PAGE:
Two pilots in a helium balloon have completed their trans-Pacific flight with a sea landing after a six-day trip they claim breaks the world distance and duration records.
Troy Bradley and Leonid Tiukhtyaev landed safely 6.5km off the coast of Baja California in Mexico after a change in winds made a landing at sea a “more prudent” option than landing onshore.
The American and Russian duo flew for more than 160 hours and travelled more than 10,000km.
“Mexican authorities are cooperating fully and the Coast Guard is en route to the balloon. We anticipate they will tow the capsule to shore,” a statement from the Two Eagles team said.
The statement emphasised that the watery landing would not impact the validity of the balloonists’ record attempt.
“A water landing is acceptable under the international rules governing the establishment of world records,” the statement said, noting that two recognised around-the-world records also ended at sea.
The voyage, which began in Japan, had already surpassed the previous records for the longest distance covered in a gas-filled balloon, 8,467 kilometres and the previous duration record of 137 hours, five minutes and 50 seconds.
Mr Bradley and Mr Tiukhtyaev’s odyssey was eventually timed at 160 hours and 37 minutes at a distance of 10,696 kilometres, according to the Two Eagles team.
Filled with 10,000 cubic metres of helium and capable of staying aloft for 10 days, Two Eagles departed Saturday from Saga, southern Japan, and sailed over Tokyo at night before heading out across the wide Pacific.
The pair had planned to land in the vicinity of the Canada-US border, but set course for Baja California instead to avoid a ridge of high pressure off the US west coast.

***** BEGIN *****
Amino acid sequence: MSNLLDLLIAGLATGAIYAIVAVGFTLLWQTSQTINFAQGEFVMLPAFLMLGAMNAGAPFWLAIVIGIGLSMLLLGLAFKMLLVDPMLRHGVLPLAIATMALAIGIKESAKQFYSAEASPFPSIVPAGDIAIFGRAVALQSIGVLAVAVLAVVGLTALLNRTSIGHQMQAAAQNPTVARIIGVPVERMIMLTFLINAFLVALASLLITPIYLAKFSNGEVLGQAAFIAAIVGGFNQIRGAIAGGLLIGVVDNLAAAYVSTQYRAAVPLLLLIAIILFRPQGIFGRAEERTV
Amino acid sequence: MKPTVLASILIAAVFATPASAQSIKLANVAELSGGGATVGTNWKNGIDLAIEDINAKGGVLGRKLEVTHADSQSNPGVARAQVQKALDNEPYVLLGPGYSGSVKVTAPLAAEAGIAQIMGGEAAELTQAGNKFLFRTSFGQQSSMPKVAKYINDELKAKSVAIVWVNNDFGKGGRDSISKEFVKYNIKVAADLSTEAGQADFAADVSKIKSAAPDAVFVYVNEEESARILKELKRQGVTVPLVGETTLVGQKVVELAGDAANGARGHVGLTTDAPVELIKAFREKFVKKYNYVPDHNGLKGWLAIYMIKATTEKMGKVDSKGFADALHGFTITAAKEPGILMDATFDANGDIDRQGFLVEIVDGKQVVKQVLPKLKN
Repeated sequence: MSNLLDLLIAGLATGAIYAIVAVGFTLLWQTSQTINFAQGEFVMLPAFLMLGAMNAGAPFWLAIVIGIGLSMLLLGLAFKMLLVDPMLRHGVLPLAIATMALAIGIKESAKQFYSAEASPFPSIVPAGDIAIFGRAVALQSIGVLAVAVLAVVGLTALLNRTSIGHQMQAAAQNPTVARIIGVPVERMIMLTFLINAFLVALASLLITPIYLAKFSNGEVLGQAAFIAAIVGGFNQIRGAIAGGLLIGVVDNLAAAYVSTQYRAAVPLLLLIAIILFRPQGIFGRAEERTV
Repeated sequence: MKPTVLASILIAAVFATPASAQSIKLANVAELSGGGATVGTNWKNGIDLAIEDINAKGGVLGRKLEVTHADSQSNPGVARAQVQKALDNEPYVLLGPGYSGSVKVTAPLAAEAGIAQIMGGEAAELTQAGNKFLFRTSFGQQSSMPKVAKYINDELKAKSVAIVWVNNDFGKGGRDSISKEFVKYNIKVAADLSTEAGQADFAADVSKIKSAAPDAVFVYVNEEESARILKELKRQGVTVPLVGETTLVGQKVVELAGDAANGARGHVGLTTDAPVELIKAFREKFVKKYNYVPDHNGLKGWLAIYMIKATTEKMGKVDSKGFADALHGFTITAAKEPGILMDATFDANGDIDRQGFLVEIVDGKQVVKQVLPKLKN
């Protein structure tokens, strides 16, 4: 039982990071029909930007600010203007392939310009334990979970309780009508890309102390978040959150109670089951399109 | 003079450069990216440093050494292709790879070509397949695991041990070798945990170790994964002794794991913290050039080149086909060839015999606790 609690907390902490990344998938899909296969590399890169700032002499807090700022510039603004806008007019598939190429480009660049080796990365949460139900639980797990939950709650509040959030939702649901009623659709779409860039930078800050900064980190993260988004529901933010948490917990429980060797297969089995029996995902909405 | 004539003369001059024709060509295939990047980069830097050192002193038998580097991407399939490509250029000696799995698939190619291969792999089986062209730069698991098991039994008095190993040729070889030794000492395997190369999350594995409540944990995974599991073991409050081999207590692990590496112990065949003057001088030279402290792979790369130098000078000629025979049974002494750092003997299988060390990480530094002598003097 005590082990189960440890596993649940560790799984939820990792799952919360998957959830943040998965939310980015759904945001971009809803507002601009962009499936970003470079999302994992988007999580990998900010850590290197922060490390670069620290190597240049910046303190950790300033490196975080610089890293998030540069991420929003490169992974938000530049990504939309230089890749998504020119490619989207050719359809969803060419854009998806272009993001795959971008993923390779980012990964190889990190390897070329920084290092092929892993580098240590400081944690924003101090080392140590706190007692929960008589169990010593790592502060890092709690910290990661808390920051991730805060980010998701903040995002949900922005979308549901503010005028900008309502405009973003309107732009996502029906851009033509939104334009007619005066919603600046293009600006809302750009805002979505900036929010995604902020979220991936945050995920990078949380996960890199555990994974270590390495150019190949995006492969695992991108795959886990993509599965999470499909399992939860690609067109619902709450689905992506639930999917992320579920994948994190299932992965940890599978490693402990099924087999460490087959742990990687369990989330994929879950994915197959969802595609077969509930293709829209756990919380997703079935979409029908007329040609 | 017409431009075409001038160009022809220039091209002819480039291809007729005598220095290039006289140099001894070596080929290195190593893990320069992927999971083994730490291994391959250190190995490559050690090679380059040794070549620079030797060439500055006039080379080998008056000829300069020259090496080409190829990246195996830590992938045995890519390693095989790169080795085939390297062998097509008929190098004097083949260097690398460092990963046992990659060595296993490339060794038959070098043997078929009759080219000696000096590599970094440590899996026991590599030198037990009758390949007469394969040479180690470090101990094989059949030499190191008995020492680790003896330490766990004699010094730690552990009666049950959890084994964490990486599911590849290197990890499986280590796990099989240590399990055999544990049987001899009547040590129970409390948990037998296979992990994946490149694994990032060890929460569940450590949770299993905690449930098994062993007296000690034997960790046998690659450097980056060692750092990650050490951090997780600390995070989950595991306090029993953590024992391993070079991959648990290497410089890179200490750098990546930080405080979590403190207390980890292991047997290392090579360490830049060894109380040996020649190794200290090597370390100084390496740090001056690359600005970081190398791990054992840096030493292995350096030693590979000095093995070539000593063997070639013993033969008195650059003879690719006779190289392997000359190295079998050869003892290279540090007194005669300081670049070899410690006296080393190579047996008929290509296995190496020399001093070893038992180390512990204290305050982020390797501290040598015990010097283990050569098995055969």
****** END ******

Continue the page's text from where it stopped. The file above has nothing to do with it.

The duo were the first to attempt a trans-Pacific balloon crossing since 1981.
The previous record for the longest distance ever travelled in a balloon was set in 1981 by Double Eagle V, the first gas-filled balloon to cross the Pacific Ocean from Nagashima, Japan to north-western California.
The duration record was established three years earlier when Double Eagle II became the first balloon to traverse the Atlantic, from the north-eastern US state of Maine to a farmer’s field outside Paris.
Two Eagles was named in honour of those two craft.
The unpressurised, 100 kilogram Kevlar and carbon-fibre capsule is described by the expedition as smaller than a king-sized bed, with freeze-dried food sharing space with state-of-the-art electronics.
The pilots had controlled altitude using some 4500kg of sand hung outside the capsule as balance, allowing the two men to vary altitude between 12,000 and 30,000 feet.